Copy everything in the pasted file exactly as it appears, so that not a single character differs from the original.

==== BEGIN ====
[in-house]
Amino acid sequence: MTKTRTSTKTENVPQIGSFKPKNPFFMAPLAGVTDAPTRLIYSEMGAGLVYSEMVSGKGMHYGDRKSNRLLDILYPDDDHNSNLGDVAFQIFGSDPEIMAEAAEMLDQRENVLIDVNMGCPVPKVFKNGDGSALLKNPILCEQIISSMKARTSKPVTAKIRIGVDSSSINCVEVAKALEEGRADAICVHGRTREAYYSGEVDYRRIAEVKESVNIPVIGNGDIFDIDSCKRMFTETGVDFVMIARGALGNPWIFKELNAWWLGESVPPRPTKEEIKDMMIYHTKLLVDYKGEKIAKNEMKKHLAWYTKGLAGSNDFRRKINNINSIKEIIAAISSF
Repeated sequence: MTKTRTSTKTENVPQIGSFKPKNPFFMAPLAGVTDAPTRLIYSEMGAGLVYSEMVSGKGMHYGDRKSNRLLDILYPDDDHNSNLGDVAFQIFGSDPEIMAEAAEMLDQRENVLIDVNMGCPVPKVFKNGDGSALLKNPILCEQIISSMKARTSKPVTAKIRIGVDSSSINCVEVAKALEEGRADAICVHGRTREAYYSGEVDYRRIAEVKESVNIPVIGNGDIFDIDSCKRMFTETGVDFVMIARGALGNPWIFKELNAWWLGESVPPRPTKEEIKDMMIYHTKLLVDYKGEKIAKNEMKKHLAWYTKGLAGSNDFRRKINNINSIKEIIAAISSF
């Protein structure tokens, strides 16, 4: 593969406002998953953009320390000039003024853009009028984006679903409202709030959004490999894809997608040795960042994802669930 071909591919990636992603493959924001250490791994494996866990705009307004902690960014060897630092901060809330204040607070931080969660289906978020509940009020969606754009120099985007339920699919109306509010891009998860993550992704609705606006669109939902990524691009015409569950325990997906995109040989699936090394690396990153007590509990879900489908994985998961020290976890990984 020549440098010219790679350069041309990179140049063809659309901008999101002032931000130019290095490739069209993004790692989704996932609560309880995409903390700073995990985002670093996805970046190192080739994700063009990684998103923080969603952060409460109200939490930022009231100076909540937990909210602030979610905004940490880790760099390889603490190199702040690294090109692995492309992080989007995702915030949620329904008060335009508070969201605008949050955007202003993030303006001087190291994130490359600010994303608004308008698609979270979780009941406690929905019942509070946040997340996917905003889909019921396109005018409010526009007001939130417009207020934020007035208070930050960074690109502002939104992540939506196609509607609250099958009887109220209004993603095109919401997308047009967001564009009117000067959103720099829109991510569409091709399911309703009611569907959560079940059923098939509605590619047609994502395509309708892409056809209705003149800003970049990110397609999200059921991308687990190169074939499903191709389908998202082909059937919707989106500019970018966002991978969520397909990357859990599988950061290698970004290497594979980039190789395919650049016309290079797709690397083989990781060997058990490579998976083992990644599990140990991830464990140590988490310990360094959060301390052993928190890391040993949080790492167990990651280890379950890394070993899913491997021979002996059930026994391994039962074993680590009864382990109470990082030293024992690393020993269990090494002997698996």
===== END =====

[in-house]
Amino acid sequence: MTKTRTSTKTENVPQIGSFKPKNPFFMAPLAGVTDAPTRLIYSEMGAGLVYSEMVSGKGMHYGDRKSNRLLDILYPDDDHNSNLGDVAFQIFGSDPEIMAEAAEMLDQRENVLIDVNMGCPVPKVFKNGDGSALLKNPILCEQIISSMKARTSKPVTAKIRIGVDSSSINCVEVAKALEEGRADAICVHGRTREAYYSGEVDYRRIAEVKESVNIPVIGNGDIFDIDSCKRMFTETGVDFVMIARGALGNPWIFKELNAWWLGESVPPRPTKEEIKDMMIYHTKLLVDYKGEKIAKNEMKKHLAWYTKGLAGSNDFRRKINNINSIKEIIAAISSF
Repeated sequence: MTKTRTSTKTENVPQIGSFKPKNPFFMAPLAGVTDAPTRLIYSEMGAGLVYSEMVSGKGMHYGDRKSNRLLDILYPDDDHNSNLGDVAFQIFGSDPEIMAEAAEMLDQRENVLIDVNMGCPVPKVFKNGDGSALLKNPILCEQIISSMKARTSKPVTAKIRIGVDSSSINCVEVAKALEEGRADAICVHGRTREAYYSGEVDYRRIAEVKESVNIPVIGNGDIFDIDSCKRMFTETGVDFVMIARGALGNPWIFKELNAWWLGESVPPRPTKEEIKDMMIYHTKLLVDYKGEKIAKNEMKKHLAWYTKGLAGSNDFRRKINNINSIKEIIAAISSF
């Protein structure tokens, strides 16, 4: 593969406002998953953009320390000039003024853009009028984006679903409202709030959004490999894809997608040795960042994802669930 071909591919990636992603493959924001250490791994494996866990705009307004902690960014060897630092901060809330204040607070931080969660289906978020509940009020969606754009120099985007339920699919109306509010891009998860993550992704609705606006669109939902990524691009015409569950325990997906995109040989699936090394690396990153007590509990879900489908994985998961020290976890990984 020549440098010219790679350069041309990179140049063809659309901008999101002032931000130019290095490739069209993004790692989704996932609560309880995409903390700073995990985002670093996805970046190192080739994700063009990684998103923080969603952060409460109200939490930022009231100076909540937990909210602030979610905004940490880790760099390889603490190199702040690294090109692995492309992080989007995702915030949620329904008060335009508070969201605008949050955007202003993030303006001087190291994130490359600010994303608004308008698609979270979780009941406690929905019942509070946040997340996917905003889909019921396109005018409010526009007001939130417009207020934020007035208070930050960074690109502002939104992540939506196609509607609250099958009887109220209004993603095109919401997308047009967001564009009117000067959103720099829109991510569409091709399911309703009611569907959560079940059923098939509605590619047609994502395509309708892409056809209705003149800003970049990110397609999200059921991308687990190169074939499903191709389908998202082909059937919707989106500019970018966002991978969520397909990357859990599988950061290698970004290497594979980039190789395919650049016309290079797709690397083989990781060997058990490579998976083992990644599990140990991830464990140590988490310990360094959060301390052993928190890391040993949080790492167990990651280890379950890394070993899913491997021979002996059930026994391994039962074993680590009864382990109470990082030293024992690393020993269990090494002997698996």